Several websites host online firearms markets. Many sellers on these sites are not federally licensed firearms dealers. Federal law and most state laws do not require these private firearms sellers to conduct background checks on potential buyers. Even when state statutes do require background checks for purchases from private online dealers, as in New York State, these sales are difficult to monitor and track. As a result, it is relatively easy in these states for those prohibited from purchasing firearms to do so via online firearms markets. Working with the Regional Gun Violence Research Consortium, we are developing a project to identify and measure the incidence of online firearms trafficking, and to evaluate the efficacy of state and local regulations to reduce this incidence.

Civil Asset Forfeiture Project

Civil asset forfeiture allows law enforcement agencies to seize property upon the suspicion of criminal activity. While the practice may deter some criminal activity, it may also divert agency resources away from other productive pursuits, and may impose economic costs unevenly. We are collecting data on the amounts and types of assets being seized and forfeited by state and local law enforcement agencies, whether forfeitures are contested, demographic data on the subjects of asset forfeiture, and cross-state and within-state variation in civil asset forfeiture statutes. Using these data we are building predictive models of the incidence and effects of civil asset forfeiture.

Community Policing

Although "community policing" has become a popular catchphrase, little is known systematically about whether community policing can improve communities' trust in their local law enforcement agencies. Working with a large urban police force in South America, we are analyzing whether randomly assigned town hall meetings bringing together residents and officers to discuss policing strategies can improve trust in law enforcement. 

Social Networks and Violent Crime

Recent work has suggested that violent criminal behavior is often perpetrated through closely knit social networks, networks that facilitate overlapping forms of crime often associated with high rates of gun violence (e.g. drugs, guns, sex trafficking). This work suggests that identifying social networks with the potential to either encourage or discourage violent criminal behavior may be a promising policing strategy. Working with two large urban police forces in South America, we are analyzing whether randomized police interventions delivered through socially central individuals can reduce participation in violent criminal activity.

Domestic Violence Policing

Law enforcement agencies in developing countries often fail to appropriately respond to domestic violence complaints. Working with a state policing agency in India, we are conducting a randomized controlled trial of several interventions designed to increase the efficacy of the police response to domestic violence complaints, including randomized officer training in alternative dispute resolution and random assignment of paralegals to assist in case development.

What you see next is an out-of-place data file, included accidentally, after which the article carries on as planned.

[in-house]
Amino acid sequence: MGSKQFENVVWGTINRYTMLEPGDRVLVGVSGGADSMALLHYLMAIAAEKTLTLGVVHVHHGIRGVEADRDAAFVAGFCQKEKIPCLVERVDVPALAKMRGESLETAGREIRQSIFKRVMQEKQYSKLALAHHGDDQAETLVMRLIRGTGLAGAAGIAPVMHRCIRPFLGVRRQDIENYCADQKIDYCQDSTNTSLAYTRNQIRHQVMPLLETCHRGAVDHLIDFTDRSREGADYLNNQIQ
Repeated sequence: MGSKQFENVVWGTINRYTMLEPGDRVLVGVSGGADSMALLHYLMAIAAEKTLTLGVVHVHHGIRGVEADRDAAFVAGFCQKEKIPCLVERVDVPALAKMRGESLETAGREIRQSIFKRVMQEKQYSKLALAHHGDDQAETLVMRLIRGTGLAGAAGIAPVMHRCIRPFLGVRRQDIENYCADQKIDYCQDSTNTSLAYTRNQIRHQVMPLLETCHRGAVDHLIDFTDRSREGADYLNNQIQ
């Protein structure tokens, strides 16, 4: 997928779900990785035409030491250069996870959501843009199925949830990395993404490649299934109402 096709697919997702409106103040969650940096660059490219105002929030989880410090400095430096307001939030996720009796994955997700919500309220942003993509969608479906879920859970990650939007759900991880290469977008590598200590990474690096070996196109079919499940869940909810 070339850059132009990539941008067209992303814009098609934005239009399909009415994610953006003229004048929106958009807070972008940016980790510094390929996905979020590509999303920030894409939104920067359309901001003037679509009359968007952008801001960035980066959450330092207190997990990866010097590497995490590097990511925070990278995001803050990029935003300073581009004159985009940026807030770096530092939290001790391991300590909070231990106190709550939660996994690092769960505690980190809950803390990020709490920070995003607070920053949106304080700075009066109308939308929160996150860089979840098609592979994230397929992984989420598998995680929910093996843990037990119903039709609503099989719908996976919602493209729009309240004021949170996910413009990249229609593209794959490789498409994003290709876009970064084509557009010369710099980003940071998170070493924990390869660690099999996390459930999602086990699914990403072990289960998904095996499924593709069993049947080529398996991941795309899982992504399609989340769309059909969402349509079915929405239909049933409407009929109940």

shutterstock_630604613.jpg

Public Safety Lab

Workshop on Data-Driven Criminal Justice Reform

Friday October 19th 2018 9 AM-4:30 PM

Saturday October 20th 2018 9 AM-1 PM

Lester Pollack Colloquium Room

Furman Hall, New York University School of Law

 

Data science and social science may offer opportunities to support communities’ efforts to pursue criminal justice reform. For example, many relatively minor offenses are easy to detect and interdict. Many more serious offenses are much harder to detect and interdict. As a consequence we may overpunish relatively minor offenses, and underpunish more serious offenses. Data science and social science strategies may allow us to achieve more socially productive allocations of criminal justice resources.

This workshop will convene university researchers along with representatives from public agencies and nonprofit organizations to engage in a broad-ranging conversation on data-driven criminal justice reform.

Space is limited and registration is required; please rsvp here if you wish to attend. Rsvps will close when capacity is reached.

Friday, October 19

8:30-9:00: Light breakfast available

9:00-9:15: Opening remarks

9:15-10:45: Do we overpolice minor offenses?

A significant share of law enforcement effort is directed at policing relatively minor offenses, such as infractions, violations, and misdemeanors. Law enforcement personnel are often asked to respond to situations that might better be handled by medical or social service professionals. How are these resource allocation decisions made? Are they effective? Are they equitable? What consequences do they have? Are there better ways to make these decisions? What kinds of data would we need to answer these questions?

Wesley Bell, Democratic Candidate for St. Louis County Prosecutor

Jenn Rolnick Borchetta, Deputy Director, Impact Litigation, The Bronx Defenders